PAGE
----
By Jan Strupczewski
European Union leaders are not only unlikely to reach a deal next month with Britain on its demands for reform of the bloc but may not even narrow differences at a pre-Christmas summit, officials and diplomats said.
After a week of “confessional” meetings between aides to summit chairman Donald Tusk and other member state envoys in turn, which should conclude on Monday, people involved told Reuters many opposed some of the demands British Prime Minister David Cameron laid out in a letter to Tusk two weeks ago.
Cameron has set an end-2017 deadline for a referendum on EU membership. In order to stay in, he says, London needs changes. The longer such negotiations with EU partners take and the more divided they become, the greater the risk he will fail to deliver such reforms.
One proposal many leaders object to is that immigrants from EU states wait four years before receiving in-work benefits such as tax credits and support for children living abroad — an idea many officials and diplomats see as discriminating among EU citizens on national grounds, jarring with basic EU treaty law.
“The situation is between difficult and very difficult,” one official said late last week, after more than 20 of the 27 other member states had had their meeting with staff working for Tusk, the European Council president whose job it is to forge compromise among the members of the European Union.
The process of one-to-one meetings, a standard EU procedure, is intended to frame negotiations and there had been some hope in recent months that at least the bulk of a deal might be ready to be endorsed by the Council at its next meeting on Dec. 17-18.
But the official said it was hard to imagine that a deal would be reached at that summit and that even constructive discussions were not a certainty: “Many countries say they want more Europe, not less Europe. And Cameron wants less Europe.
“There is no agreement on individual issues like the four years and no one will agree to discrimination.”
Cameron, who needs to hold a referendum on whether Britain should stay in the EU in the next two years, will have to work hard in the coming weeks to sway EU leaders to achieve a successful outcome to negotiations.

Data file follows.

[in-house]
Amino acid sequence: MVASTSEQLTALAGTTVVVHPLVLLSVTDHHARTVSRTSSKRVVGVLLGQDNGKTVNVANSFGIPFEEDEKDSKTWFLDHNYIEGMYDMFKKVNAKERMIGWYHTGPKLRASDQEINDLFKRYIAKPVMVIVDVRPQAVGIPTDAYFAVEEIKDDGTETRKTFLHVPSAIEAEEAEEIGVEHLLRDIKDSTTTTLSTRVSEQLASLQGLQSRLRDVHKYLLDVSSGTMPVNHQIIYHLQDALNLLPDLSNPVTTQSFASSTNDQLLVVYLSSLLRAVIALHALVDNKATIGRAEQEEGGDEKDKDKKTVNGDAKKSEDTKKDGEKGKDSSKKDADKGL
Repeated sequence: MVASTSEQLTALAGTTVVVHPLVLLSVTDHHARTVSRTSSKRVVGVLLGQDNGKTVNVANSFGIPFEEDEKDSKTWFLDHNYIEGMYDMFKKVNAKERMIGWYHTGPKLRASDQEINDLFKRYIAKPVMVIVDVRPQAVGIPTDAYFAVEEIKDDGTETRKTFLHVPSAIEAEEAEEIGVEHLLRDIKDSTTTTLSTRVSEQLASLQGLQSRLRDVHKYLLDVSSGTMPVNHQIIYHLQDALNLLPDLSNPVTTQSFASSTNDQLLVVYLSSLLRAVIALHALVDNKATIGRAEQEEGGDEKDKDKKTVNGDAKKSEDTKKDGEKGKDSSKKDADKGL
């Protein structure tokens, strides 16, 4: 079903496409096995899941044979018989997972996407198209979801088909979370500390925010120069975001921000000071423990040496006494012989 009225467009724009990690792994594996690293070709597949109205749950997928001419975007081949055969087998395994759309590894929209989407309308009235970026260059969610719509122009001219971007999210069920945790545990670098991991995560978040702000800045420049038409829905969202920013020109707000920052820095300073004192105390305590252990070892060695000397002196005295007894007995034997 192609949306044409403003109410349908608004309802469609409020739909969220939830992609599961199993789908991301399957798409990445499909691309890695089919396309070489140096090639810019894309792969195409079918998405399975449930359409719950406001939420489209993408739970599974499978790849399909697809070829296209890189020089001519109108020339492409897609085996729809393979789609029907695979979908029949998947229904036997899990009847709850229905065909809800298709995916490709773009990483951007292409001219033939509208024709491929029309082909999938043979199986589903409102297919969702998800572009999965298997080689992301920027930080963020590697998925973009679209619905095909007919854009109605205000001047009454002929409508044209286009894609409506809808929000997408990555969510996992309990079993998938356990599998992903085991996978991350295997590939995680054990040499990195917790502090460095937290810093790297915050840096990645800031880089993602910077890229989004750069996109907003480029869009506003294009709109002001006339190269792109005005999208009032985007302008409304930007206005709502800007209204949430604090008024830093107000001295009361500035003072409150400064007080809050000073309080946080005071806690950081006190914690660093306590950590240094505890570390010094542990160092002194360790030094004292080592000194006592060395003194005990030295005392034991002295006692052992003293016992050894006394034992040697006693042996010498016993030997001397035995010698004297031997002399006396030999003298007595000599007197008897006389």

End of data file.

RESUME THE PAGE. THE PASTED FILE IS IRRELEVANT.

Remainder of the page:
Other leaders see Cameron as failing to show solidarity on matters such as the influx of refugees to Europe and the euro zone crisis.
Earlier this month, the EU’s executive divided Cameron’s demands for reform into three categories: the feasible, the difficult and the “highly problematic”. The last refers particularly to curbing benefits for workers from other EU states.
Such curbs are a particular dislike of ex-communist eastern states like Tusk’s fellow Poles, not just because many of their citizens work in the wealthier west but also because it is a touchstone of their emergence from Soviet control.
One EU diplomat said that, while most want to see Britain — the EU’s second biggest economy — remain in the bloc, its demands posed complex problems.
In addition, the attacks on Paris, the conflict in Syria and with Islamic State, plus the refugee crisis, will leave leaders with little time to negotiate with Cameron over the next month, the diplomat said.
Cameron’s other demands include that EU law be amended to make clear that the bloc could not impose decisions on the non-euro members like Britain. He has also called for cutting EU red tape and to help the free flow of capital, goods and services.
“What is clear,” another EU official said, “is that there is flexibility and constructive attitudes from EU member states; everybody clearly expresses that they want to keep Britain in the EU and they are willing to be flexible.
“But at the same time, everybody recognises that it will be very difficult, that a number of the British demands are inherently difficult, including the one on social benefits.
“Hopefully, Britain will also be flexible.”